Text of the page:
AH: Speaking of older generations, how does organizing on behalf of a younger demographic (18-34) compare to that of older AAPI voters?

LN: There’s so many elements to this, and it breaks my heart in so many different ways to think of the number of elders that we just were not able to connect with. There is an unspoken organizing being done by first-generation and second-generation Asian American kids who are trying to connect with their relatives and their parents and they’re doing it in unique ways. A good friend of mine produced a whole presentation that she gave her parents and it went viral. I think it’s not so much that our messaging has to change. I truly believe the values that we fight for as Democrats are the same values that a lot of our elders have wished for their children and future generations. But it’s a matter of us getting it to them. How we’re distributing this information is a part of our job as organizers.

AH: Do you think that any of the racist rhetoric surrounding COVID-19 and Asian Americans that was perpetuated by Trump and others this year played a role in motivating AAPI voters?

LN: It was a rough summer for everyone, but specifically within the Asian Pacific diaspora. The anti-Asian hate and the normalcy of our former president naming the coronavirus, “the kung flu” virus was such a unifier among the community. I’ve never had a chance to organize around one single issue where I could talk about it with everyone, whether they were 65+ and retired, living in rural parts of Georgia, or just out of high school and getting ready for college. We had to pivot to understanding that emotional reaction and how people felt, and then how that might translate into an electoral message of, we deserve better and we will get better. But this is why we need you to vote.

I get this question a lot in terms of the issues that drive Asians to the polls and what messaging needs to be run. We are not a single-issue community, but it did feel like an anchor in the summer and again in November and it brought a whole other layer to the organizing. The fact that the violence inflicted upon the community only lasted approximately a day in the news cycle also feeds into the model minority myth where Asian Americans are forced to just absorb this trauma and move on. That’s still very much ingrained—I feel—with older generation Asian Americans, like we just have to move on and survive because we’ve been used to having to do that for years.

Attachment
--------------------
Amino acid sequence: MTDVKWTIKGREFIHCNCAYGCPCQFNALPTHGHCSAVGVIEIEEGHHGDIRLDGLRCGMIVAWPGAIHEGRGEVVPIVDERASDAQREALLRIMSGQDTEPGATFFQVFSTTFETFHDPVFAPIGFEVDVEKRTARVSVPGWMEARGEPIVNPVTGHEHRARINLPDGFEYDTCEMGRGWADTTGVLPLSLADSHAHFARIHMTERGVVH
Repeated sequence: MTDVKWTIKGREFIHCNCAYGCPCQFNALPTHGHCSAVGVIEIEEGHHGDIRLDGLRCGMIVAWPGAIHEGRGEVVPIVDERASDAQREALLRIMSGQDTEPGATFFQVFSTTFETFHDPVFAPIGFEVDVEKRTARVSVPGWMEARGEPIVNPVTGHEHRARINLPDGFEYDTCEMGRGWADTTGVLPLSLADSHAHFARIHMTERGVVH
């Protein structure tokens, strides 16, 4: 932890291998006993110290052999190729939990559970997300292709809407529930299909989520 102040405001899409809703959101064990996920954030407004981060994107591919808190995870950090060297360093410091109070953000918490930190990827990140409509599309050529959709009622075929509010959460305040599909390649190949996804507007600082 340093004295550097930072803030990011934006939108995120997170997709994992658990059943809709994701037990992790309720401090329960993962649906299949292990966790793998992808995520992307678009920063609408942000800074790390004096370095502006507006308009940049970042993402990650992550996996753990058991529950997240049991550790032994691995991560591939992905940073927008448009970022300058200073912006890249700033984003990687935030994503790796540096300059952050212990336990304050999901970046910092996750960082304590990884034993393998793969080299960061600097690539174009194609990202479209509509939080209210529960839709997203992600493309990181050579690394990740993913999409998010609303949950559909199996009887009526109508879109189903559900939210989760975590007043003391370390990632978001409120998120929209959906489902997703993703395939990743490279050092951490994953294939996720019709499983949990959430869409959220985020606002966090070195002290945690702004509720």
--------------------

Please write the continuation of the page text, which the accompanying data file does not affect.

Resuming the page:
AH: How can we all ensure we carry all of these efforts, energy, and shared enthusiasm into 2022?

LN: That’s a good question because [after elections] the campaign apparatus falls apart very quickly. I’ve encouraged a lot of our AAPI organizers, whether they’re from Georgia or not, to find who the local county party chair is and ask them how they’re doing off-cycle work—how the work that was done canvassing, phone-banking, text-banking etc.—will continue in their neighborhoods. County parties, state parties, county chairs, volunteers, and the like tend to skew older. They’re people who have the time and luxury to volunteer. It’s important to understand there’s a lot of opportunities for us as younger people to take up that space.